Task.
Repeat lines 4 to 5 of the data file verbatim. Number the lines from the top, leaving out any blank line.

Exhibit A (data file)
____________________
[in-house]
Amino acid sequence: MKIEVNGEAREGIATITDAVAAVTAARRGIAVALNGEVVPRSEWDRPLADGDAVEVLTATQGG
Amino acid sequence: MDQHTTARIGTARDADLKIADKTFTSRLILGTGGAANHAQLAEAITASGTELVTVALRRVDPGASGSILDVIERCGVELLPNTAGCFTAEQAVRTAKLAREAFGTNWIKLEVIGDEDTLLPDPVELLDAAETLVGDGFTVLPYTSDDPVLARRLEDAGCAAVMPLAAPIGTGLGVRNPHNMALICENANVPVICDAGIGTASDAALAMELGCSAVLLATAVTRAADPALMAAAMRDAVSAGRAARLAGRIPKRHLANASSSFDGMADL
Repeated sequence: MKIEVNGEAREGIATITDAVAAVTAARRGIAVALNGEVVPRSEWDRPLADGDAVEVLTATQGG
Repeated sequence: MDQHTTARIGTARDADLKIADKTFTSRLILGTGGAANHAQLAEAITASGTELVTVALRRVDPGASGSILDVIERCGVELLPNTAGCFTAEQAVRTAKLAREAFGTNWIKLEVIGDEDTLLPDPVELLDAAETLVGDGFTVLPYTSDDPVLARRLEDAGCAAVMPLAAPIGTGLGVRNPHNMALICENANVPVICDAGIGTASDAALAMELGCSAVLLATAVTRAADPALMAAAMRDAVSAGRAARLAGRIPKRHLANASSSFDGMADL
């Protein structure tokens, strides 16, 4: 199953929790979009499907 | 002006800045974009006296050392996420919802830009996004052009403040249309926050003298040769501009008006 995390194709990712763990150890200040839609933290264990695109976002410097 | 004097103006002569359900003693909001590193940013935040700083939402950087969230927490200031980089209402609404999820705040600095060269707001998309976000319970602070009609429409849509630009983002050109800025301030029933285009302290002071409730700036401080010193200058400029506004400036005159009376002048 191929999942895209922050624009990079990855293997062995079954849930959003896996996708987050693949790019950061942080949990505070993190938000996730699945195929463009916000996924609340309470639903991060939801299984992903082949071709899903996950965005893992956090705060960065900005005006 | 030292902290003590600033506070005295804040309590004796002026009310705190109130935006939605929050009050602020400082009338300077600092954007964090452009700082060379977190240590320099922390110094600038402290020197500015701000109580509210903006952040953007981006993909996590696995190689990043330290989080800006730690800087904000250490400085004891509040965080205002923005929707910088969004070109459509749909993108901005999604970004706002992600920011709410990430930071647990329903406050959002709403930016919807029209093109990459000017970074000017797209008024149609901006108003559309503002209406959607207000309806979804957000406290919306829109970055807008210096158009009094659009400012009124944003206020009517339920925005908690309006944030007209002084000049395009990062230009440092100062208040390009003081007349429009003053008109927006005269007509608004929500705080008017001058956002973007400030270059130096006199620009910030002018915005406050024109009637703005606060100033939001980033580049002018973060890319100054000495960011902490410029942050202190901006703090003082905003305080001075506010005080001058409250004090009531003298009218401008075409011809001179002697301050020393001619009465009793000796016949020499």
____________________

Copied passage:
Repeated sequence: MKIEVNGEAREGIATITDAVAAVTAARRGIAVALNGEVVPRSEWDRPLADGDAVEVLTATQGG
Repeated sequence: MDQHTTARIGTARDADLKIADKTFTSRLILGTGGAANHAQLAEAITASGTELVTVALRRVDPGASGSILDVIERCGVELLPNTAGCFTAEQAVRTAKLAREAFGTNWIKLEVIGDEDTLLPDPVELLDAAETLVGDGFTVLPYTSDDPVLARRLEDAGCAAVMPLAAPIGTGLGVRNPHNMALICENANVPVICDAGIGTASDAALAMELGCSAVLLATAVTRAADPALMAAAMRDAVSAGRAARLAGRIPKRHLANASSSFDGMADL